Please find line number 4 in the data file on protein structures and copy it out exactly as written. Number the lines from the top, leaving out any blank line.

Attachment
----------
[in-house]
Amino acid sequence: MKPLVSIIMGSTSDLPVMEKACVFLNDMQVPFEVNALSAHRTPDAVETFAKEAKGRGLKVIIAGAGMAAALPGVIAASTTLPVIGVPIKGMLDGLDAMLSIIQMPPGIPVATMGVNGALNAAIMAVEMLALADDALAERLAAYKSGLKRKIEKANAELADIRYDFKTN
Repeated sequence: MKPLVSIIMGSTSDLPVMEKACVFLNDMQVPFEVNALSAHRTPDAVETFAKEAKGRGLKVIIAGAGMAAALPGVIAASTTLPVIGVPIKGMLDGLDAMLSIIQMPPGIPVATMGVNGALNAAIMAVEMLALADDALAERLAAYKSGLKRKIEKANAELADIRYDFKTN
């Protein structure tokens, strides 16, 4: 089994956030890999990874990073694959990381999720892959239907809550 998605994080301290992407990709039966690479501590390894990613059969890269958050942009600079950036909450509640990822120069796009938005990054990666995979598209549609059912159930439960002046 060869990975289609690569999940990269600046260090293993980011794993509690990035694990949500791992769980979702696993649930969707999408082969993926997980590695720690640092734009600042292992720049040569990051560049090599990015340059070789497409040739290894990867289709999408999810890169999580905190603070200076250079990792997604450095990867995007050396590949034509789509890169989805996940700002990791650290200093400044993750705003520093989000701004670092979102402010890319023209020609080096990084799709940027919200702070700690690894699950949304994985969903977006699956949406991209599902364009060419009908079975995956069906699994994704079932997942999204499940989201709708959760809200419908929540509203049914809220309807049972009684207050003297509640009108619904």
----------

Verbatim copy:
């Protein structure tokens, strides 16, 4: 089994956030890999990874990073694959990381999720892959239907809550 998605994080301290992407990709039966690479501590390894990613059969890269958050942009600079950036909450509640990822120069796009938005990054990666995979598209549609059912159930439960002046 060869990975289609690569999940990269600046260090293993980011794993509690990035694990949500791992769980979702696993649930969707999408082969993926997980590695720690640092734009600042292992720049040569990051560049090599990015340059070789497409040739290894990867289709999408999810890169999580905190603070200076250079990792997604450095990867995007050396590949034509789509890169989805996940700002990791650290200093400044993750705003520093989000701004670092979102402010890319023209020609080096990084799709940027919200702070700690690894699950949304994985969903977006699956949406991209599902364009060419009908079975995956069906699994994704079932997942999204499940989201709708959760809200419908929540509203049914809220309807049972009684207050003297509640009108619904």